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    The Mozambican Civil War created a fangless elephant

    EVOLUTION ENSURES The animals are well adapted to their situation. Sometimes, like predators and prey, those situations include the behavior of other creatures.And just as a published paper Chemistry Explains that it involves human behavior that can force dramatic changes in species in the blink of evolution.

    Shane Campbell Staton, a biologist at Princeton University, is studying how animals adapt to human creations such as cities and pollution. His interest was inspired by a film about the fangless female elephant in Golongosa National Park, Mozambique. Their lack of fangs was thought to be the result of another human creation. The Mozambican Civil War lasted from 1977 to 1992 and was partially paid for killing elephants for ivory. It is believed that about 90% of the pachydermata inhabiting Golongosa have been killed. Therefore, biologists wondered if the rise in fanglessness might be an adaptation to make elephants unattractive to human hunters.

    That was a plausible theory, says Dr. Campbell Staton, but no one actually tested it. He and his colleagues combined old video footage and research to conclude that about 18% of Golongosa female elephants lacked tusks before the war. Thirty years later, after that, the number rose to 50%. Computer simulations have suggested that even if the population declines, it is unlikely that such a rapid change will happen by accident.

    In addition to confirming the changes, researchers managed to unravel their genetic roots.Toothlessness is caused by a mutation in the elephant gene NS Chromosome. (Like humans, two NS Chromosomes make women, NS When Y Make a man. Unfortunately for men, mutations are a package trade, with changes to nearby genes that prevent embryogenesis. Men who inherit the mutated gene die before birth.Women can avoid fatal side effects if they have one of the two NS The chromosome contains a gene that is not mutated, but it grows without tusks.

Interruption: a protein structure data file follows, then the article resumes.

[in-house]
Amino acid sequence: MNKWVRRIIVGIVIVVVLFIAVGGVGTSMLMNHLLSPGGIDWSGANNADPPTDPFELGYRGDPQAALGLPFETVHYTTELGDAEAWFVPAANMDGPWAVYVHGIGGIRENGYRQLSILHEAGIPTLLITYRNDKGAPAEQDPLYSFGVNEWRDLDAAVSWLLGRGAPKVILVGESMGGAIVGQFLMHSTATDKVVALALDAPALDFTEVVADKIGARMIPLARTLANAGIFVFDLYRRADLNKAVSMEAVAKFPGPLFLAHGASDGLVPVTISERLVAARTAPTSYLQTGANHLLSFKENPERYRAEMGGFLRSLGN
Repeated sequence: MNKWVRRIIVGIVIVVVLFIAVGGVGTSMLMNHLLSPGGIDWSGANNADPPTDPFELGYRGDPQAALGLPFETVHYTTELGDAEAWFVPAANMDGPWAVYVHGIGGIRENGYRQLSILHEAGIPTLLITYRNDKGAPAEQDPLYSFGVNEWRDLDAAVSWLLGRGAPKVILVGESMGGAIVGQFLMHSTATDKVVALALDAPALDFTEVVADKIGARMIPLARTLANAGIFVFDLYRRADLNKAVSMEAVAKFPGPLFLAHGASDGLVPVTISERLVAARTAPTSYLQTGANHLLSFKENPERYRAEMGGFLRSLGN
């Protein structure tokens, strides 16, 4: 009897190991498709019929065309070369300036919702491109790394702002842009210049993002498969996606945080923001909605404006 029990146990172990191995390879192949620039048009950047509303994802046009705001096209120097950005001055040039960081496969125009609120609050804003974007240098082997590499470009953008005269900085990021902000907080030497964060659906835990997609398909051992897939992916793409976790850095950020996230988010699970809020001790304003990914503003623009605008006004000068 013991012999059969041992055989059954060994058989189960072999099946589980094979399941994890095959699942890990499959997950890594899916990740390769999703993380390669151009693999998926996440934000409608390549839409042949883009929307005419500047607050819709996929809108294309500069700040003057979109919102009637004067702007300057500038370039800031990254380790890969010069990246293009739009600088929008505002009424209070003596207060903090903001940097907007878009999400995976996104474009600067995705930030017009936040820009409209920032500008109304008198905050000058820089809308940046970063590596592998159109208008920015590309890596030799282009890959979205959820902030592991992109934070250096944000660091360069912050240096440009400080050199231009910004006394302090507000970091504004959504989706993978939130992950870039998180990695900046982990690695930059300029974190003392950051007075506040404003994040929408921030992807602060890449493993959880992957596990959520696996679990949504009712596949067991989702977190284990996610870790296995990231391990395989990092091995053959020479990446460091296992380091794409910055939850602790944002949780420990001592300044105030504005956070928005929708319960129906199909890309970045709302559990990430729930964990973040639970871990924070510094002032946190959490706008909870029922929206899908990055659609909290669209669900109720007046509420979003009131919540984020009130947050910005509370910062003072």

Fortunately for women, it is impossible to inherit two copies due to the details of how the mutated gene is inherited.Mutated males die before birth, so males that survive to reproductive age have an unmutated version. NS Make sure that the chromosome, daughter also has at least one copy.

    At this time, continuous reintroduction of non-mutants NS The male chromosome imposes a limit on the extent to which the fangless state can spread throughout the female population. But given time and genetic recombination, evolution may unravel fangless mutations from maladapted mutations in adjacent genes, opening the door for men to drop fangs, Dr. Campbell Staton said. increase. There are occasional rumors about wild fangless male elephants, but at least so far, there is no solid evidence.

    It seems unlikely that you will find it now. At the end of the war, the evolutionary pressure of poaching eased. The fangs have returned to a convenient tool, helping the owner to strip the bark from the tree and dig water. In recent years, the prevalence of fangless women has dropped to about 33%. But the speed of change reminds us that war can change not only human species but also evolutionary history. ■■

    This article was published in the Printed Science and Technology section under the heading “Loot”.

    The Mozambican Civil War created a fangless elephant

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    The post The Mozambican Civil War created a fangless elephant appeared first on Eminetra.

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